CARDIOPULMONARY RESUSCITATION (CPR).
– Cardiopulmonary resuscitation ( CPR ) is a lifesaving technique.
– This technique is used in many emergencies including the heart attack or near drowning where someone’s breathing or heart beat has stopped.
• ABC of CPR
✓ A – Airway
– To maintain an open and clear airway
✓ B – Breathing
– To maintain breathing by external ventilation
– To maintain blood circulation by external massage
* Cardiac arrest :
– Ventricular fibrillation
– Pulse less electrical activity
* Respiratory arrest
– Drug overdose
– Smoke inhalation.
• Principles of CPR
– To restore effective ventilation
– To restore effective circulation
– To prevent irreversible cerebral damage.
• CPR procedure
– Patient is relaxed lying with hands on sides
– Perform Chest compression and pulmonary ventilation
– It is important to approach safety
– Shake the shoulder gently to check the response
– Check breathing by listen and feel nrml breathing , donot confuse with agonal breathing with normal breathing.
• Agonal breathing
– It is a Barely, heavy , noisy or gasping breathing occurs shortly after heart stops in upto 40% of cardiac arrest.
– 30 chest compression is performed by placing heel of one hand in centre of chest and other hand on top of it , interlock the fingers.
– Compress the chest : Rate is 100/min,
Depth is 4 to 5 cm and then relaxation.
– Two rescue breaths
Pinch the nose
Taking normal breath
Placing lips over mouth
Blowing until the chest raises
Take about 1 second
Then allow chest to fall
Then repeat the procedure.
– Coronary vessel injury
– Diaphragm injury
– Rib fracture
– Sternal fracture.
• Medical management
CPR FOR INFANTS
– CPR should begin with chest compression .
– Victim should be in supine lying on hard and flat surface.
– Chest compression is given by pushing hard to a depth of 2 inches in children and 1 and half inches in infants .
– Compression rate : 100 per minute
(a) Chest compression in infants ( less than 1 year )
– With both hands child’s chest is encircled
– Fingers are spread around thorax and thumbs brought together at lower half of sternum and avoid xiphisternum.
– Sternum is compressed with thumbs and thorax with fingers for counter pressure.
– While the other person maintains the airway and perform ventilation at 15:2 ratio
(b) Two – finger technique
– If the rescuer is alone or unable to encircle the victim’s chest , compression can be done using 2 fingers.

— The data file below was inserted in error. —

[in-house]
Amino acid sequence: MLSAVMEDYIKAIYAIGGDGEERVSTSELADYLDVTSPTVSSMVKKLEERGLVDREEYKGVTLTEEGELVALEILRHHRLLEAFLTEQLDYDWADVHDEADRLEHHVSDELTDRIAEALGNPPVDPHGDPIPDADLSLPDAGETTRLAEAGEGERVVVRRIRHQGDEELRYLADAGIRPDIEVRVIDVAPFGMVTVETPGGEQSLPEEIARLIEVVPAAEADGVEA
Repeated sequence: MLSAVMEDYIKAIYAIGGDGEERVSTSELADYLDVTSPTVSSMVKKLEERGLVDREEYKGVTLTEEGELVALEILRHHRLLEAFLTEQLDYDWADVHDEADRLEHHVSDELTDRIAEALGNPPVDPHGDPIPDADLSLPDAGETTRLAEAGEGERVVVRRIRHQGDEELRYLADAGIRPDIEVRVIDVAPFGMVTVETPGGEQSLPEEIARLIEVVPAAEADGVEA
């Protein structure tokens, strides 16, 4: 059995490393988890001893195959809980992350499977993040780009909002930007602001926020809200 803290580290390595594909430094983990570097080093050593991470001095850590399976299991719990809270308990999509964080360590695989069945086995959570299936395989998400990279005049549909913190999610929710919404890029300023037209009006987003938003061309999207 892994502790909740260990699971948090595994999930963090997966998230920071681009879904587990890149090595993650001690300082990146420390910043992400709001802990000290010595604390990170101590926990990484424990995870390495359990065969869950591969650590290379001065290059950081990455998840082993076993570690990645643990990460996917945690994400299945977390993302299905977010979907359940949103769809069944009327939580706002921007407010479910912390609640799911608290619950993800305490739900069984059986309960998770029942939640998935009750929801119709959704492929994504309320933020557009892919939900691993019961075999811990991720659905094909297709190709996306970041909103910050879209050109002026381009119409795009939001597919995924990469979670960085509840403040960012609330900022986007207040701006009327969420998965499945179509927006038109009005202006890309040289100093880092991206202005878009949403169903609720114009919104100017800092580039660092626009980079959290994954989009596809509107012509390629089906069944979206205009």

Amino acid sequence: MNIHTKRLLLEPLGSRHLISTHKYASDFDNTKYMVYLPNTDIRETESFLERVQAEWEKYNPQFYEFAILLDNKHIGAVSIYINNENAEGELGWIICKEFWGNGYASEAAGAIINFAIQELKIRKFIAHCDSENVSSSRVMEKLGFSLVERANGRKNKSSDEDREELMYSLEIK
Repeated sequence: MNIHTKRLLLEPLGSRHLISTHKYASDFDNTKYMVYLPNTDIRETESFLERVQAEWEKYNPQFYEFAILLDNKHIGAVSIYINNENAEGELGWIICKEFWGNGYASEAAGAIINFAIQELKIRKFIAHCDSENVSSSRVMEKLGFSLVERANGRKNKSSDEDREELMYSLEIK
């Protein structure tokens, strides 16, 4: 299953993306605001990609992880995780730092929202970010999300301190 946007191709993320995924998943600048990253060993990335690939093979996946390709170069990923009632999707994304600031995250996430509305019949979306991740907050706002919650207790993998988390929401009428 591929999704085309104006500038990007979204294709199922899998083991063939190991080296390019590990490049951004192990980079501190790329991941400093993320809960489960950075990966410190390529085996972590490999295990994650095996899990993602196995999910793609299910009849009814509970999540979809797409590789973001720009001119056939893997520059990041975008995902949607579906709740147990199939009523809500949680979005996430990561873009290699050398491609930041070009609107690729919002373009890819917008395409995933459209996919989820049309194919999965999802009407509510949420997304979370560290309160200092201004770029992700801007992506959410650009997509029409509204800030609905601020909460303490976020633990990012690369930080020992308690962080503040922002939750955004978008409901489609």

– 2 fingers are placed vertically over the Sternum just below the intermammary line avoiding xiphoid process
• Chest compression in children ( 1-8 yrs )
– Heel of the hand is placed over the lower half of sternum and avoid xiphoid process.
– Rescuer position : vertically above the victim’s chest .
• Chest compression for larger Children’s and those abouve 8 yrs
– Two hand method is used by placing heel of one hand over lower half of sternum and heel of other hand over the first hand , interlocking the fingers of both hand and lifted above the chest wall .
– child is placed supine on hard surface
• Head tilt chin lift maneuver
– One hand is placed over the child’s forehead and the head is gently tilted backwards .
– At the same time fingers of other hand are place on the lower jaw to lift the chin to open the airway .
– This method should be avoided if there is a trauma to head or neck
• Jaw Thrust
– 2 or 3 fingers are placed under each side of lower jaw to lift the jaw upwards and outwards.
– If it is unsuccessful , head may be extended slightly .
• Checking for breathing
– One should check for breathing after opening the child’s airway
– Should not be confused with agonal breathing
• Bag and mask ventilation
– Prefered technique for emergency ventilation
– Self inflating bags are available in both pediatric and adult sizes.
– Flow inflating bags needs oxygen flow for inflation and can be used in hospital set up .
• Volume of ventilation bag
– Neonates , infants and children less than 8 yrs of age : 450 – 500 ml
– Preterm neonates : 250 ml